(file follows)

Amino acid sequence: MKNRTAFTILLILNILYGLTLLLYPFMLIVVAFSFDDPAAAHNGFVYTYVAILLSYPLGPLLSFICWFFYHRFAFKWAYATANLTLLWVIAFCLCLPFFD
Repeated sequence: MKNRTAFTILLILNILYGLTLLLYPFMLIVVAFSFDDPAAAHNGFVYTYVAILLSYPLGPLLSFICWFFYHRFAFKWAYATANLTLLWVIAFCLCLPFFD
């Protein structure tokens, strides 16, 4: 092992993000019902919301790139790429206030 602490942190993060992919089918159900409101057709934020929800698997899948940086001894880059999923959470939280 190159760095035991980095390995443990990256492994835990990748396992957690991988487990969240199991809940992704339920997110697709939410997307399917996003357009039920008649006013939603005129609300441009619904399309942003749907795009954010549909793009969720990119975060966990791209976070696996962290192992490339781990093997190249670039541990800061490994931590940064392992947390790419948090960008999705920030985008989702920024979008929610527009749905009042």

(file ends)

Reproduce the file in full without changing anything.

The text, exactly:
Amino acid sequence: MKNRTAFTILLILNILYGLTLLLYPFMLIVVAFSFDDPAAAHNGFVYTYVAILLSYPLGPLLSFICWFFYHRFAFKWAYATANLTLLWVIAFCLCLPFFD
Repeated sequence: MKNRTAFTILLILNILYGLTLLLYPFMLIVVAFSFDDPAAAHNGFVYTYVAILLSYPLGPLLSFICWFFYHRFAFKWAYATANLTLLWVIAFCLCLPFFD
């Protein structure tokens, strides 16, 4: 092992993000019902919301790139790429206030 602490942190993060992919089918159900409101057709934020929800698997899948940086001894880059999923959470939280 190159760095035991980095390995443990990256492994835990990748396992957690991988487990969240199991809940992704339920997110697709939410997307399917996003357009039920008649006013939603005129609300441009619904399309942003749907795009954010549909793009969720990119975060966990791209976070696996962290192992490339781990093997190249670039541990800061490994931590940064392992947390790419948090960008999705920030985008989702920024979008929610527009749905009042």